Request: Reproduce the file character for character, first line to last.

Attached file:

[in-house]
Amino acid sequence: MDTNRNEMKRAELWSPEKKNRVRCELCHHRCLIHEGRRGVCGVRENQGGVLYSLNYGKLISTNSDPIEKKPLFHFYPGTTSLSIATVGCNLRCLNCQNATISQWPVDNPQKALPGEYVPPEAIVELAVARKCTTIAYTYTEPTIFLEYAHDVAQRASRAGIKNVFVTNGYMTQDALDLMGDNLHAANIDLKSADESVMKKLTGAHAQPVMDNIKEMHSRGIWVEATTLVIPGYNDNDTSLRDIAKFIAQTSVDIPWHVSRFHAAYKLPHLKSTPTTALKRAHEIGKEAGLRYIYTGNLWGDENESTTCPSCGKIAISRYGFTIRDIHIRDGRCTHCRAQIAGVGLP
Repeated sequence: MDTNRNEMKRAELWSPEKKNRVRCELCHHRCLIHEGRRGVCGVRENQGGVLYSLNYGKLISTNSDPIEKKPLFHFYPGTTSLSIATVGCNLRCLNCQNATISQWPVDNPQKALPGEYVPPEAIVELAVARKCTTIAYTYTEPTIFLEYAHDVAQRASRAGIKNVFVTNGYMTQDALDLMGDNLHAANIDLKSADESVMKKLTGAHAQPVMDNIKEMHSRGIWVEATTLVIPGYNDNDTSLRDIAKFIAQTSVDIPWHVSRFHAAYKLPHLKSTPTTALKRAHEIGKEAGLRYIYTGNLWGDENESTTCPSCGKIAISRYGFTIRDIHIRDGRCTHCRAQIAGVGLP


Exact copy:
[in-house]
Amino acid sequence: MDTNRNEMKRAELWSPEKKNRVRCELCHHRCLIHEGRRGVCGVRENQGGVLYSLNYGKLISTNSDPIEKKPLFHFYPGTTSLSIATVGCNLRCLNCQNATISQWPVDNPQKALPGEYVPPEAIVELAVARKCTTIAYTYTEPTIFLEYAHDVAQRASRAGIKNVFVTNGYMTQDALDLMGDNLHAANIDLKSADESVMKKLTGAHAQPVMDNIKEMHSRGIWVEATTLVIPGYNDNDTSLRDIAKFIAQTSVDIPWHVSRFHAAYKLPHLKSTPTTALKRAHEIGKEAGLRYIYTGNLWGDENESTTCPSCGKIAISRYGFTIRDIHIRDGRCTHCRAQIAGVGLP
Repeated sequence: MDTNRNEMKRAELWSPEKKNRVRCELCHHRCLIHEGRRGVCGVRENQGGVLYSLNYGKLISTNSDPIEKKPLFHFYPGTTSLSIATVGCNLRCLNCQNATISQWPVDNPQKALPGEYVPPEAIVELAVARKCTTIAYTYTEPTIFLEYAHDVAQRASRAGIKNVFVTNGYMTQDALDLMGDNLHAANIDLKSADESVMKKLTGAHAQPVMDNIKEMHSRGIWVEATTLVIPGYNDNDTSLRDIAKFIAQTSVDIPWHVSRFHAAYKLPHLKSTPTTALKRAHEIGKEAGLRYIYTGNLWGDENESTTCPSCGKIAISRYGFTIRDIHIRDGRCTHCRAQIAGVGLP